You can do this with almost anything in your wardrobe. You’re basically swapping out your usual for an alternative. It’s the basis of the high/low styling method I’ve talked about before.

When putting together an outfit, we usually wear everything from the same location on the Spectrum. By making sure one item is from a different part of the Spectrum, we add a bit of unexpected visual interest to our overall look.

So instead of jeans, try trousers, keeping everything else the same.

Instead of a top coat with your suit, try a military jacket.

Wear double monks with jeans and a varsity jacket. (These are the pair of double monks I have.)

Throw on sneakers with your (perfectly tailored) grey trousers.

You get the idea.

3. Adopt the Rule of Three

Stylish ladies know this rule. Retail associates at your favorite stores know this rule. It’s time you adopted it as well.

Outfits are made of at least two items of clothing (not including your shoes). Jeans and a long sleeve henley, trousers and a dress shirt, etc.

What makes an outfit really come together, is a third piece of clothing. So, jeans, long sleeve henley, and a quilted vest. Trousers, a dress shirt, and a cardigan.

Let’s break it down:

  • you choose your bottoms (first piece),
  • your top (second piece), and
  • your third piece would be a blazer, a jacket, a vest, sweater, or some other layer.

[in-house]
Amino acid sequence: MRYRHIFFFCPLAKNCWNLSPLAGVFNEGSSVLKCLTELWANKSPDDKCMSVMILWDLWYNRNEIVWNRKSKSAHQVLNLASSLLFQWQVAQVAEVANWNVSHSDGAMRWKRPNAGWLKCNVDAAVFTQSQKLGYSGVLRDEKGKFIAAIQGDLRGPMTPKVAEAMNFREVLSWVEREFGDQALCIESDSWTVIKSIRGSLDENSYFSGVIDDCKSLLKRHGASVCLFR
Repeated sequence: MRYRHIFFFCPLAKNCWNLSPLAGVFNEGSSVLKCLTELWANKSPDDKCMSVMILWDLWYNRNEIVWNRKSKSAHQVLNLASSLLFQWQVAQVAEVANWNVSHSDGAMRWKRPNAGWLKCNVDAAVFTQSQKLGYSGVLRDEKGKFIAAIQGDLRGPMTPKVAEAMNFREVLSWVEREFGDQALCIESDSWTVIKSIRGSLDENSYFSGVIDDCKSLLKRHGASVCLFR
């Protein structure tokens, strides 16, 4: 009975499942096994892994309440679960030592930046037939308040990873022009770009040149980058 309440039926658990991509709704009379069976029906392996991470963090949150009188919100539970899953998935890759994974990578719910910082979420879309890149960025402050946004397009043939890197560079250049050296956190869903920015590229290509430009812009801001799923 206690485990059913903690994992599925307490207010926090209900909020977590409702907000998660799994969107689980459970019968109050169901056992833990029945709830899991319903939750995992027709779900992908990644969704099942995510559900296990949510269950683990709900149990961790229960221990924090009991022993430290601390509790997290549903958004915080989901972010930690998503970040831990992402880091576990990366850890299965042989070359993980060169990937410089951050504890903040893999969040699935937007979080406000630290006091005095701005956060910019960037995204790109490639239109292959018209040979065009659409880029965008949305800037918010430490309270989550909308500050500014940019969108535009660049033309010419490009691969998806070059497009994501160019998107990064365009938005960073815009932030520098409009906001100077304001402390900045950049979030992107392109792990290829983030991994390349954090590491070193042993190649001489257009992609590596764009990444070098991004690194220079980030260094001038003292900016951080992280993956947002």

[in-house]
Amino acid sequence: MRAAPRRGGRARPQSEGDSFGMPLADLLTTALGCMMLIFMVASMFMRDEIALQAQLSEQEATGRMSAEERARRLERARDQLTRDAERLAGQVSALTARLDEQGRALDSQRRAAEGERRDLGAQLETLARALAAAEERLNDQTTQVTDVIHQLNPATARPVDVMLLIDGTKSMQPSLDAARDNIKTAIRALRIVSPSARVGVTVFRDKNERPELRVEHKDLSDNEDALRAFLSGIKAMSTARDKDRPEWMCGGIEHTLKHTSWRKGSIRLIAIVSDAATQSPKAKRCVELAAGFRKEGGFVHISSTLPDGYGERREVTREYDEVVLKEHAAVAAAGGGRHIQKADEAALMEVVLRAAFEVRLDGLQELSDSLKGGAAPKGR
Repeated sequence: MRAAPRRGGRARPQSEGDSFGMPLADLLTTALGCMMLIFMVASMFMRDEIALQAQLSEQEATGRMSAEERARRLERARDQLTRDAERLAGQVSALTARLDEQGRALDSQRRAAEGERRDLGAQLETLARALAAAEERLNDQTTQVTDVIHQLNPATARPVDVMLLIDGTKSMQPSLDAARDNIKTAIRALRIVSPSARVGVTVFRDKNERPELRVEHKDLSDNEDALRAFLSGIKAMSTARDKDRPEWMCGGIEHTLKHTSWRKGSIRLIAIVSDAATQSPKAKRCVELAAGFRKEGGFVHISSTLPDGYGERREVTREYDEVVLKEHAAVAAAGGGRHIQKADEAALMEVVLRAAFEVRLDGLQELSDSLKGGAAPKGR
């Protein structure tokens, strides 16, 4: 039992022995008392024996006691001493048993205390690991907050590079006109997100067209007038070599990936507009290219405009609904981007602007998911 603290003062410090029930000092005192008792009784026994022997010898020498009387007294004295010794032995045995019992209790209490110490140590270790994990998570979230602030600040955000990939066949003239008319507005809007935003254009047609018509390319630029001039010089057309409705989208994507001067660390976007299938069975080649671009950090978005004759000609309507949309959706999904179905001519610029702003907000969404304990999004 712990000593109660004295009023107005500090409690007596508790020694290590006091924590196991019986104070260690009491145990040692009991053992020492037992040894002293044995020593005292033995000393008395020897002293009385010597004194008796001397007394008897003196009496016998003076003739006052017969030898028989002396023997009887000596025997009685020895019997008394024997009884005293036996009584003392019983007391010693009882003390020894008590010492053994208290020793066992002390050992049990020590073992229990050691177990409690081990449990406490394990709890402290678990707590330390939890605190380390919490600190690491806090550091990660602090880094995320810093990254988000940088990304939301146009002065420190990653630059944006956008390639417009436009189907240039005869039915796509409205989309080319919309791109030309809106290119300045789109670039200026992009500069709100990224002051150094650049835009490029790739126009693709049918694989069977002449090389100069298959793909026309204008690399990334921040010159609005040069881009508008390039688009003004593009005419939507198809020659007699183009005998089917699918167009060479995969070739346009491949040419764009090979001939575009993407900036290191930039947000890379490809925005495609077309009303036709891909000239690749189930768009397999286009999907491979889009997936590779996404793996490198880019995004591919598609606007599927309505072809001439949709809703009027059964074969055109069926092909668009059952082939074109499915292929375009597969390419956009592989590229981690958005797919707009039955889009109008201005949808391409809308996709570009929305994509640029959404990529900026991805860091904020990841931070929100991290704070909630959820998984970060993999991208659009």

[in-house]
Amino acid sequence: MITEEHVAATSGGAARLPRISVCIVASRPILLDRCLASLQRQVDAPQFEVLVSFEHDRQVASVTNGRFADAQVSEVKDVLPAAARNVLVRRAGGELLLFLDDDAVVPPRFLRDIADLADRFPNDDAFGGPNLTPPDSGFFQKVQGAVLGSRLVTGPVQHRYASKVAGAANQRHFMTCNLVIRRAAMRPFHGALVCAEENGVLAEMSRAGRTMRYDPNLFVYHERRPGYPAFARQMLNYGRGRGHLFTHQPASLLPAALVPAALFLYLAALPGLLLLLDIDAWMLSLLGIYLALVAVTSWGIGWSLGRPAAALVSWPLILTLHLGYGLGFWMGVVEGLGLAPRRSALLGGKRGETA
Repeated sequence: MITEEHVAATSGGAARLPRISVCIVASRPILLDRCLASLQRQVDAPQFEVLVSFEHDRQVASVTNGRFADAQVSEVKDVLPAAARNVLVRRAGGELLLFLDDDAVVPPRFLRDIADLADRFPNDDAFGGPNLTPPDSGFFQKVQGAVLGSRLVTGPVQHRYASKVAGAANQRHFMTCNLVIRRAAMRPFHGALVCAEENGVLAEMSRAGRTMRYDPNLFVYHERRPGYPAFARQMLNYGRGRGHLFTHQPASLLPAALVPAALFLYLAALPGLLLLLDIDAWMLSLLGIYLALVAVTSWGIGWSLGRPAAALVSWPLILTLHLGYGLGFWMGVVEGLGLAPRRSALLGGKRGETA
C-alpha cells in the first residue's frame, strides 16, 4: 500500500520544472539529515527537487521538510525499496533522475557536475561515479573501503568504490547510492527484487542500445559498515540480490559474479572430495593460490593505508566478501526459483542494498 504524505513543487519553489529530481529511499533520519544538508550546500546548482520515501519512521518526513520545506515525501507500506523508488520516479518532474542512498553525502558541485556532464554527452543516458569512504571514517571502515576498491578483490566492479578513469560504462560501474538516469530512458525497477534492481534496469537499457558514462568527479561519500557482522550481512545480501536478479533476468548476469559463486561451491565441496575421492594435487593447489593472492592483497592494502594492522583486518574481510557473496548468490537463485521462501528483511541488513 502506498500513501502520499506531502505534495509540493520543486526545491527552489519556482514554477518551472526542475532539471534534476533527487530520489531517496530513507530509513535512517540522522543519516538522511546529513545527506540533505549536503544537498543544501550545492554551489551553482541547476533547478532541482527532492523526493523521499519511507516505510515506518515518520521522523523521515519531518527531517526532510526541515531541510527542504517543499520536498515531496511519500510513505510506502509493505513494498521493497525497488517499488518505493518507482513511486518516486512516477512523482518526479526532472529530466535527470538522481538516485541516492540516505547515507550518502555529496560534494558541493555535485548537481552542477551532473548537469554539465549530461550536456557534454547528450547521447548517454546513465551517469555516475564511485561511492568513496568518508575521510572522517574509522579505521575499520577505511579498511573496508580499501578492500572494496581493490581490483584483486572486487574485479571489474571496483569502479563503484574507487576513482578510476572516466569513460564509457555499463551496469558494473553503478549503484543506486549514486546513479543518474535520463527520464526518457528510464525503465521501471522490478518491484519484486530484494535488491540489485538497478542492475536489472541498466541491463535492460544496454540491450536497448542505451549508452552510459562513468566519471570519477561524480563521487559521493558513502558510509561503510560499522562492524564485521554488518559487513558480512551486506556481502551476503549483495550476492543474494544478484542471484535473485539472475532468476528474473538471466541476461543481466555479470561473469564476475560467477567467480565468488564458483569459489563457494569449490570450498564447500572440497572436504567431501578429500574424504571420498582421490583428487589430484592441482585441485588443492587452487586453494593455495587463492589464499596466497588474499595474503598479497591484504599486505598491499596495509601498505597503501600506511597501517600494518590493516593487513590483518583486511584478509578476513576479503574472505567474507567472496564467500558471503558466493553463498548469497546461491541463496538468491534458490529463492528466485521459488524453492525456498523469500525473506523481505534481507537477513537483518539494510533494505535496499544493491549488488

Sometimes, accessories may work. Think a scarf in a casual outfit. But a tie on its own wouldn’t be considered a third piece since a shirt and tie without a jacket isn’t really a complete formal outfit (unless you’re a ten-year-old schoolboy).

Pay attention next time you see a great outfit.

Most likely, there will be at least three elements to it. There’s a good chance it’s made up of more than three, when you add in a coat + accessories.

First outfit: Chinos and OCBD (1st and 2nd item), sweater (3rd), sport coat (4th), sunglasses (5th), portfolio (6th).

Middle outfit: Chinos and sweater (1st and 2nd item), quilted vest (3rd).

Last outfit: Chinos and dress shirt (1st and 2nd item), sweater (3rd), sunglasses (4th), bag (5th).

Don’t be bored with your clothes, have fun with them

I know how easy it is to fall into an outfit routine.

There’s something to be said about having a uniform (and I’m totally pro-uniform, by the way). But sometimes, we want to break out of that and try something new and different.

At the same time, it can be hard to break out. The things we try on a whim just don’t look right.

Giving yourself enough time is key. That means throwing on a completely new look on a random Tuesday morning when you’re already running late for work is not a good idea.

And make sure to use these three tweaks. They’re small, but taking advantage of them will change up your look enough to get you excited – yet not so much that it’s completely jarring and makes you feel uncomfortable.

Remember the shoes from Ace Marks I mentioned in tweak #1?

Give them a shot so you can go bold with your footwear. The folks at Ace Marks are offering EG readers a 10% discount. Just use code “Effortlessgent” when checking out!